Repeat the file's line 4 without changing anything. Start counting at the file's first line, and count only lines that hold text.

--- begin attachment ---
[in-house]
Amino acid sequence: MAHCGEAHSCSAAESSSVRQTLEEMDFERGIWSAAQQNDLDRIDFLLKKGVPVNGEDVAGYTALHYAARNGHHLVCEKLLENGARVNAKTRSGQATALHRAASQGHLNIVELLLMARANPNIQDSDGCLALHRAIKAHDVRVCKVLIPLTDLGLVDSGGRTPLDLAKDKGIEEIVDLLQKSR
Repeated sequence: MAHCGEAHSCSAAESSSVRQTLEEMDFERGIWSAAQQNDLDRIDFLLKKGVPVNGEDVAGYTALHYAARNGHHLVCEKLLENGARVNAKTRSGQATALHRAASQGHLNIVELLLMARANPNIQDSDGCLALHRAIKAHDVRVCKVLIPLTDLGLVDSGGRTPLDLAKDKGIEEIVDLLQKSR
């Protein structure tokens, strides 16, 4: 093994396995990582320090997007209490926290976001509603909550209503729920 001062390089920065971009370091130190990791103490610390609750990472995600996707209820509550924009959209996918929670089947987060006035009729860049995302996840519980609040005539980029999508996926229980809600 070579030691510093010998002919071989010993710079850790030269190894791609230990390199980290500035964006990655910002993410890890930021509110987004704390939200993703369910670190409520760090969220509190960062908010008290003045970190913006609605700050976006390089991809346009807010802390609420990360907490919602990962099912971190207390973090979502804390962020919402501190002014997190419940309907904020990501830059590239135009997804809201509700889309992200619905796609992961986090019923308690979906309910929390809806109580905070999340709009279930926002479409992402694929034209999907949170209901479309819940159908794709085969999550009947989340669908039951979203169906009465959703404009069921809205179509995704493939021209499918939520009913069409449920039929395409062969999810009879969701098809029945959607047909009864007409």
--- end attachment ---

């Protein structure tokens, strides 16, 4: 093994396995990582320090997007209490926290976001509603909550209503729920 001062390089920065971009370091130190990791103490610390609750990472995600996707209820509550924009959209996918929670089947987060006035009729860049995302996840519980609040005539980029999508996926229980809600 070579030691510093010998002919071989010993710079850790030269190894791609230990390199980290500035964006990655910002993410890890930021509110987004704390939200993703369910670190409520760090969220509190960062908010008290003045970190913006609605700050976006390089991809346009807010802390609420990360907490919602990962099912971190207390973090979502804390962020919402501190002014997190419940309907904020990501830059590239135009997804809201509700889309992200619905796609992961986090019923308690979906309910929390809806109580905070999340709009279930926002479409992402694929034209999907949170209901479309819940159908794709085969999550009947989340669908039951979203169906009465959703404009069921809205179509995704493939021209499918939520009913069409449920039929395409062969999810009879969701098809029945959607047909009864007409």